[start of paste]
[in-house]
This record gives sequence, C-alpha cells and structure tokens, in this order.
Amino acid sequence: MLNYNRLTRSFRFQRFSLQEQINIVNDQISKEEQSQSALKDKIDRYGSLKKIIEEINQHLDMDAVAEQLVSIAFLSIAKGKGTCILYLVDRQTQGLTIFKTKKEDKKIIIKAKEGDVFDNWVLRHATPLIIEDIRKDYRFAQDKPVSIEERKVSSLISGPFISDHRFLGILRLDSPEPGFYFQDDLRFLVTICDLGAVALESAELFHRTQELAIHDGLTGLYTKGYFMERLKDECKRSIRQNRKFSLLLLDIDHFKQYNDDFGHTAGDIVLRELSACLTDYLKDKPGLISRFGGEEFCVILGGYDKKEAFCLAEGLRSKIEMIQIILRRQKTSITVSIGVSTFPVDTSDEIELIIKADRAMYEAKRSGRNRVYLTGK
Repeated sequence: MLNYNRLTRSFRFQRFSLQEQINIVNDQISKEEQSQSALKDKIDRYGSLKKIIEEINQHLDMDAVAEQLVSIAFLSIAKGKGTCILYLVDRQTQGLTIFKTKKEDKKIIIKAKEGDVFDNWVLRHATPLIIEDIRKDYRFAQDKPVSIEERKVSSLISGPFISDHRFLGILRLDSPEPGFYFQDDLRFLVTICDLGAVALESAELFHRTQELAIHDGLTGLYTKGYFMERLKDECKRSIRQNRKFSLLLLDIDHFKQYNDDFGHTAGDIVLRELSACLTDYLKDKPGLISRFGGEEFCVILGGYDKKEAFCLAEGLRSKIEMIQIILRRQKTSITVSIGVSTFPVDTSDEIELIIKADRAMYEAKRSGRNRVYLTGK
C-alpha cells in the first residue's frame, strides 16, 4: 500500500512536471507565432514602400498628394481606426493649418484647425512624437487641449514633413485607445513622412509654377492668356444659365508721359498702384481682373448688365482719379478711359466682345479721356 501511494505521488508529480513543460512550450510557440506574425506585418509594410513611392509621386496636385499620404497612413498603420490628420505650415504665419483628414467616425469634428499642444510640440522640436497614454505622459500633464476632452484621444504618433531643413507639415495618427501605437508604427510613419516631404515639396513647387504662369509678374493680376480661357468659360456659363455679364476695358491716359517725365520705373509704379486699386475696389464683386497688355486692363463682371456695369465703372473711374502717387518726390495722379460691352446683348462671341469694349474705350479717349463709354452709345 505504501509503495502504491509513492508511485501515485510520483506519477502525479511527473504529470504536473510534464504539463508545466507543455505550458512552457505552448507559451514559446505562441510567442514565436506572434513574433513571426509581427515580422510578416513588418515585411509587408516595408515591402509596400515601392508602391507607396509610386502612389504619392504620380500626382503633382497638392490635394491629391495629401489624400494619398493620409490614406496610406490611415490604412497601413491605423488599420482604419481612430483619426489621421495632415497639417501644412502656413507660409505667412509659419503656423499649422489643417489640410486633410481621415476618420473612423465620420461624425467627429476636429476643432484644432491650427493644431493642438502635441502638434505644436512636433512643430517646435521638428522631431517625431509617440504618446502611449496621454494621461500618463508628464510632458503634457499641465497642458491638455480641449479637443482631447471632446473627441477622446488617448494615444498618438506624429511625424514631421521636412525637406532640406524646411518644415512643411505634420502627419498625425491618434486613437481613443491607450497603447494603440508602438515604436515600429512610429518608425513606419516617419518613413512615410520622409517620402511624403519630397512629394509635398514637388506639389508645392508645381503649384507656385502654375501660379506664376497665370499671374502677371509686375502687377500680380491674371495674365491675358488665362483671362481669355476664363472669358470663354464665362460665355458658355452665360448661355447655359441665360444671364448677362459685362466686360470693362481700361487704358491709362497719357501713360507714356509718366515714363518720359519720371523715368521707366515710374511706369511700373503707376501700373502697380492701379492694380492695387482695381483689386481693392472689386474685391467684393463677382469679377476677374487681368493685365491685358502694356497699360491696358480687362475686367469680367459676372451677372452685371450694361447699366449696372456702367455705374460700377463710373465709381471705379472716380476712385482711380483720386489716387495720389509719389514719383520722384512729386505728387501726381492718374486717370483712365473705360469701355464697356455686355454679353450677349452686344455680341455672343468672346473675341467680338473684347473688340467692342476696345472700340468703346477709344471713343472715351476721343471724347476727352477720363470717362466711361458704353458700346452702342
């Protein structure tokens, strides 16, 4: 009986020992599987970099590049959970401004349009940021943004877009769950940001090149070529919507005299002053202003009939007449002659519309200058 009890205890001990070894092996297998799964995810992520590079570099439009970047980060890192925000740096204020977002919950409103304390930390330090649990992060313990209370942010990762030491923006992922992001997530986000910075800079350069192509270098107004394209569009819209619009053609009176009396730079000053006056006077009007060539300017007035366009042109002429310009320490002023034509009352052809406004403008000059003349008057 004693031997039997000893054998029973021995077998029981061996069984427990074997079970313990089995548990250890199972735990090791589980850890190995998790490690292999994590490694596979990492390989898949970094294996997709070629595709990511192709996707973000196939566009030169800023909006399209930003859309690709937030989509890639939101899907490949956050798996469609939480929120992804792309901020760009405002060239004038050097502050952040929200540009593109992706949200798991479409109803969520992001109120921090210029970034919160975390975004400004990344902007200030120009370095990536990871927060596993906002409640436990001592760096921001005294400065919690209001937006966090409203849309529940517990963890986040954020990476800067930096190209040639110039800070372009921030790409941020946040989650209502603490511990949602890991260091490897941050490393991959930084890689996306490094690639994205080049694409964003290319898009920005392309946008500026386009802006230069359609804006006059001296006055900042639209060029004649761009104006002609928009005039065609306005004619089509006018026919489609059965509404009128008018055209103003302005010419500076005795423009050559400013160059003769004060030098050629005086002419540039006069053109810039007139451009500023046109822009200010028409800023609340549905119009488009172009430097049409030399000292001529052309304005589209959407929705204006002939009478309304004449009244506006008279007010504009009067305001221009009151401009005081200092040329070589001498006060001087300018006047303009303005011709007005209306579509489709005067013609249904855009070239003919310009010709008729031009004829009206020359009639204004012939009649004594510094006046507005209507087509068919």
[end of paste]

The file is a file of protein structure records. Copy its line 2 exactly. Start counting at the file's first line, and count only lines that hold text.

This record gives sequence, C-alpha cells and structure tokens, in this order.